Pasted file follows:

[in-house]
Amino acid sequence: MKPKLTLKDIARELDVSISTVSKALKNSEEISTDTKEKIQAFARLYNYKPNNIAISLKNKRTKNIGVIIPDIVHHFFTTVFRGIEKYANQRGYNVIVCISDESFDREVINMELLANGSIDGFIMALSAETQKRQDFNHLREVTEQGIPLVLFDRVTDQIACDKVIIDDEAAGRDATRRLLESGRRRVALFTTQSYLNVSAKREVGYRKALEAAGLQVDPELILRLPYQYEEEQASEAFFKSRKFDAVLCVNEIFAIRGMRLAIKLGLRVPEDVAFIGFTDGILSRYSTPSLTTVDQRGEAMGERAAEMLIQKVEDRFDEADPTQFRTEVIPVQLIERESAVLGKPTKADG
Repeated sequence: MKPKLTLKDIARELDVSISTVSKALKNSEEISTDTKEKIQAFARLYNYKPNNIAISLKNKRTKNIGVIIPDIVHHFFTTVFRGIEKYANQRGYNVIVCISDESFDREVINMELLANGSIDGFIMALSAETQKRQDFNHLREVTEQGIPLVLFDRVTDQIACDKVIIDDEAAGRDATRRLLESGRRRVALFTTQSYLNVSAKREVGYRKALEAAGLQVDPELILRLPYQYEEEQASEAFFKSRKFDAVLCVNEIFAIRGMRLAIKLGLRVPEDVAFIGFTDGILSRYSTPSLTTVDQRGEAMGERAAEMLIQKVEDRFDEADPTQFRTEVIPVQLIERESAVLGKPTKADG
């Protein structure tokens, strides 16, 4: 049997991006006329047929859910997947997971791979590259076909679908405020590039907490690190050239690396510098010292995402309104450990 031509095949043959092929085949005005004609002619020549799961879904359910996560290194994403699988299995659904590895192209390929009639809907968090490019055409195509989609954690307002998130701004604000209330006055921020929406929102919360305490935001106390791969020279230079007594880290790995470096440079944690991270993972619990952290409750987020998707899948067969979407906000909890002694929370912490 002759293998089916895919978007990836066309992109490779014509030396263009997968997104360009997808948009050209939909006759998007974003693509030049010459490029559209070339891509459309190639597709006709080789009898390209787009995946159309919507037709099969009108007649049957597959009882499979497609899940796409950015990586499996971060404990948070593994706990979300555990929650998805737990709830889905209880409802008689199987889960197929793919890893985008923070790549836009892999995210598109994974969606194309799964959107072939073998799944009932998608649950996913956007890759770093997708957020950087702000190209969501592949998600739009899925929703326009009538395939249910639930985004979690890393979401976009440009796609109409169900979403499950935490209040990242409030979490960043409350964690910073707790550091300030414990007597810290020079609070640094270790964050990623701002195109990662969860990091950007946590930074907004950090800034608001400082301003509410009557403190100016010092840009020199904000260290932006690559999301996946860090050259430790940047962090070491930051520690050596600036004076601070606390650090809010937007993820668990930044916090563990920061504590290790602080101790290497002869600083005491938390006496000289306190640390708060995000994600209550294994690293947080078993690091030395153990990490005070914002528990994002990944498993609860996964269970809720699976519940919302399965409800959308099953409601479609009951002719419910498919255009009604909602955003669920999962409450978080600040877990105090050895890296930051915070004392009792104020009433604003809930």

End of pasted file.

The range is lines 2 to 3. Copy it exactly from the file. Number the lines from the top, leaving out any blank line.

Amino acid sequence: MKPKLTLKDIARELDVSISTVSKALKNSEEISTDTKEKIQAFARLYNYKPNNIAISLKNKRTKNIGVIIPDIVHHFFTTVFRGIEKYANQRGYNVIVCISDESFDREVINMELLANGSIDGFIMALSAETQKRQDFNHLREVTEQGIPLVLFDRVTDQIACDKVIIDDEAAGRDATRRLLESGRRRVALFTTQSYLNVSAKREVGYRKALEAAGLQVDPELILRLPYQYEEEQASEAFFKSRKFDAVLCVNEIFAIRGMRLAIKLGLRVPEDVAFIGFTDGILSRYSTPSLTTVDQRGEAMGERAAEMLIQKVEDRFDEADPTQFRTEVIPVQLIERESAVLGKPTKADG
Repeated sequence: MKPKLTLKDIARELDVSISTVSKALKNSEEISTDTKEKIQAFARLYNYKPNNIAISLKNKRTKNIGVIIPDIVHHFFTTVFRGIEKYANQRGYNVIVCISDESFDREVINMELLANGSIDGFIMALSAETQKRQDFNHLREVTEQGIPLVLFDRVTDQIACDKVIIDDEAAGRDATRRLLESGRRRVALFTTQSYLNVSAKREVGYRKALEAAGLQVDPELILRLPYQYEEEQASEAFFKSRKFDAVLCVNEIFAIRGMRLAIKLGLRVPEDVAFIGFTDGILSRYSTPSLTTVDQRGEAMGERAAEMLIQKVEDRFDEADPTQFRTEVIPVQLIERESAVLGKPTKADG